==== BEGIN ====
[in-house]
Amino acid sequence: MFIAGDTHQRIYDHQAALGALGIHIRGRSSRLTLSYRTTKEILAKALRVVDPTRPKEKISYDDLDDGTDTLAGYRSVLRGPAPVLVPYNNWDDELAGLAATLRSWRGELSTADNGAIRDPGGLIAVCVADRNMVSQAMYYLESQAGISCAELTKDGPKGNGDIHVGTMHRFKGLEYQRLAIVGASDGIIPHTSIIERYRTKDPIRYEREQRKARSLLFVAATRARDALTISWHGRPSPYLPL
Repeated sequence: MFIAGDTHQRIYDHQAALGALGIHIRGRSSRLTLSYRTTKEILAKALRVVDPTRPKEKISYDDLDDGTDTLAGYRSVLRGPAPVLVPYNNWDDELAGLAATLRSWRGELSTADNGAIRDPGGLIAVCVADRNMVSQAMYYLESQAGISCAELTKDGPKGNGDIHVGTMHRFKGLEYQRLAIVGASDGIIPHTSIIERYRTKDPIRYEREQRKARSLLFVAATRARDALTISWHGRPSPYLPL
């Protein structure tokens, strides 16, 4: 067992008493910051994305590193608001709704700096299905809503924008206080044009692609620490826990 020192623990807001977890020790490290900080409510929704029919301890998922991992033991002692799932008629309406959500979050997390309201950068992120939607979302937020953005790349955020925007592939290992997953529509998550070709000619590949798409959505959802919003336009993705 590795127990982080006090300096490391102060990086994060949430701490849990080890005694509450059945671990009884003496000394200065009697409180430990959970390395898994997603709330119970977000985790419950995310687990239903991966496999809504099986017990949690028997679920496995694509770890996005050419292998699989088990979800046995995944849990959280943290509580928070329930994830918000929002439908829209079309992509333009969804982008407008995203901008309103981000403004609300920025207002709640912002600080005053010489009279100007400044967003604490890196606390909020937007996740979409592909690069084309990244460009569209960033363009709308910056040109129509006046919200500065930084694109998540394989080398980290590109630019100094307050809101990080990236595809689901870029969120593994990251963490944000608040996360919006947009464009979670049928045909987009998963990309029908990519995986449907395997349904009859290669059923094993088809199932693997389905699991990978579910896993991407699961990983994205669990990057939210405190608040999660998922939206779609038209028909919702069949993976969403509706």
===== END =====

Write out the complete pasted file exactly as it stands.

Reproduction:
[in-house]
Amino acid sequence: MFIAGDTHQRIYDHQAALGALGIHIRGRSSRLTLSYRTTKEILAKALRVVDPTRPKEKISYDDLDDGTDTLAGYRSVLRGPAPVLVPYNNWDDELAGLAATLRSWRGELSTADNGAIRDPGGLIAVCVADRNMVSQAMYYLESQAGISCAELTKDGPKGNGDIHVGTMHRFKGLEYQRLAIVGASDGIIPHTSIIERYRTKDPIRYEREQRKARSLLFVAATRARDALTISWHGRPSPYLPL
Repeated sequence: MFIAGDTHQRIYDHQAALGALGIHIRGRSSRLTLSYRTTKEILAKALRVVDPTRPKEKISYDDLDDGTDTLAGYRSVLRGPAPVLVPYNNWDDELAGLAATLRSWRGELSTADNGAIRDPGGLIAVCVADRNMVSQAMYYLESQAGISCAELTKDGPKGNGDIHVGTMHRFKGLEYQRLAIVGASDGIIPHTSIIERYRTKDPIRYEREQRKARSLLFVAATRARDALTISWHGRPSPYLPL
């Protein structure tokens, strides 16, 4: 067992008493910051994305590193608001709704700096299905809503924008206080044009692609620490826990 020192623990807001977890020790490290900080409510929704029919301890998922991992033991002692799932008629309406959500979050997390309201950068992120939607979302937020953005790349955020925007592939290992997953529509998550070709000619590949798409959505959802919003336009993705 590795127990982080006090300096490391102060990086994060949430701490849990080890005694509450059945671990009884003496000394200065009697409180430990959970390395898994997603709330119970977000985790419950995310687990239903991966496999809504099986017990949690028997679920496995694509770890996005050419292998699989088990979800046995995944849990959280943290509580928070329930994830918000929002439908829209079309992509333009969804982008407008995203901008309103981000403004609300920025207002709640912002600080005053010489009279100007400044967003604490890196606390909020937007996740979409592909690069084309990244460009569209960033363009709308910056040109129509006046919200500065930084694109998540394989080398980290590109630019100094307050809101990080990236595809689901870029969120593994990251963490944000608040996360919006947009464009979670049928045909987009998963990309029908990519995986449907395997349904009859290669059923094993088809199932693997389905699991990978579910896993991407699961990983994205669990990057939210405190608040999660998922939206779609038209028909919702069949993976969403509706």